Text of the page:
Control of the fan speed with Infinity? The Infinity "talks" directly to the variable speed motor. It always knows what the cfm and speed the motor is operating at and tells the motor what it wants it to be at. The exact cfm will vary depending on several variables. If the Infinity senses that the humidity in the space is too high, it can tell the motor to slow down some in order to dehumidify the air. If it senses that the humidity is just a little high and the temperature is further away from setpoint it will adjust the motor speed again in order to try and reach temperature and humidity setpoint at the same time. It can speed it up for electric heat if needed. These are just a few of the variable it considers. It knows the best speed for all the variable it may encounter and commands the motor to run accordingly.
    If all else fails....Try reading the directions!

    Tell it like it is and let the chips fall where they may.

    Any views or opinions stated here are strictly my own.


  7. #7
    Join Date
    Aug 2004
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    Thanks Plain. Yes I'm asking about the Infinity system (controls, etc.)

    How would the Infinity handle a temperature that is at set point, but high humidity. For example: Stat set to 75, space temp is 75, but humidity in the 60% range.

    In that situation with a call for dehumidification would the Infinity run at low speed compressor, low speed fan?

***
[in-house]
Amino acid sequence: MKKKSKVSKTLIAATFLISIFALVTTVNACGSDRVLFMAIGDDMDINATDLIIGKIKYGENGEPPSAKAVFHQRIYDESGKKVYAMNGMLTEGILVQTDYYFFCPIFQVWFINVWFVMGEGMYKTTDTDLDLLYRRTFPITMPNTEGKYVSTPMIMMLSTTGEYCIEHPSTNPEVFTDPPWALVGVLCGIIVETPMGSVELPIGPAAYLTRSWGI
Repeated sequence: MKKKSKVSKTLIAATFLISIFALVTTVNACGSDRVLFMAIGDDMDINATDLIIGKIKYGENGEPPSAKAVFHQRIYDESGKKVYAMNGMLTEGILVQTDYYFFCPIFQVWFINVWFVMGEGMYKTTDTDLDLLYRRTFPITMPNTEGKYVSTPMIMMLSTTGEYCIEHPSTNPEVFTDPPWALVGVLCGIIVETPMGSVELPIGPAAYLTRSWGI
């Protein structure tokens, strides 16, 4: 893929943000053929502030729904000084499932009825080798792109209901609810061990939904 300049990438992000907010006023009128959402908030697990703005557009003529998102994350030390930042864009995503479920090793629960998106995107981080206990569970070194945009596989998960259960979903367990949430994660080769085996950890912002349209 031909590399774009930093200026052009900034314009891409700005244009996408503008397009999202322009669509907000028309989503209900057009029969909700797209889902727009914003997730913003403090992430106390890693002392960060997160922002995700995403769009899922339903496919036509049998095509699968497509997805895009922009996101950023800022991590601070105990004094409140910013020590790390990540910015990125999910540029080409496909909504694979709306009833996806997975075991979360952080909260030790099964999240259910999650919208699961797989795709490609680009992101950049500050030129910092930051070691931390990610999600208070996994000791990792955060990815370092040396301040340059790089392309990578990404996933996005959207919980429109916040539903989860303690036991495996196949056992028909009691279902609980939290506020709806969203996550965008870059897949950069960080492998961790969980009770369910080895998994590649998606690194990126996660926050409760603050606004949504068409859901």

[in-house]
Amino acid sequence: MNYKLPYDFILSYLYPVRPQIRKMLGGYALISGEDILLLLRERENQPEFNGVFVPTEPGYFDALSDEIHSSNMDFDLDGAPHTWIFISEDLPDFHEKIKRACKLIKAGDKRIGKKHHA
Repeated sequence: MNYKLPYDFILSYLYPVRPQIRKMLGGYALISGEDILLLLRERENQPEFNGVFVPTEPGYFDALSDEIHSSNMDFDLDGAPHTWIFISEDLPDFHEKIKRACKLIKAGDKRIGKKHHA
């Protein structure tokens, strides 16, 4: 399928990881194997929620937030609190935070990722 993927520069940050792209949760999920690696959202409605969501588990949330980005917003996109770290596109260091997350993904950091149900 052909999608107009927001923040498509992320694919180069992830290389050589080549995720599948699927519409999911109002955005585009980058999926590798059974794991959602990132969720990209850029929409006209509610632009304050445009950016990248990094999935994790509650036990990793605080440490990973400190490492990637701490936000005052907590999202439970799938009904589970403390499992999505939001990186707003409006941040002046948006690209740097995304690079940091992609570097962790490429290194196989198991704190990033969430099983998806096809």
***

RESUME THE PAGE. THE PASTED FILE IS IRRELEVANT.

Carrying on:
8. #8
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    If dehumidification option is turned on, then yes as long as your humidity set point is below 60%.

    You select the humidity set point just like you select your temperature set point. You can turn dehumidification off or on, again a selection.

    The design of the Infinity is to provide much greater than normal dehumidification (as well as many other controls and comforts). It provides this dehumidification in seveal ways. 1. Any time you have a call for cooling (temperature above setpoint), the Infinity system operates at a lower cfm range to dehumidify. 2. If the humidity is above your set point during this call for cooling, it will slow the fan even further to do more dehumidification. 3. If you do not have a call for cooling and the humidity is above the set point, it will bring the cooling on with a very low fan speed just to dry out the air. In other words it becomes like a whole house dehumidifier. In this mode there are a couple of limits. It will only over cool the space up to 3 degrees. Once the space gets below 75 degrees then the 3 degree ovecool is proportionally decressed.

    If all else fails....Try reading the directions!

    Tell it like it is and let the chips fall where they may.

    Any views or opinions stated here are strictly my own.


  9. #9
    Join Date
    Oct 2004
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    47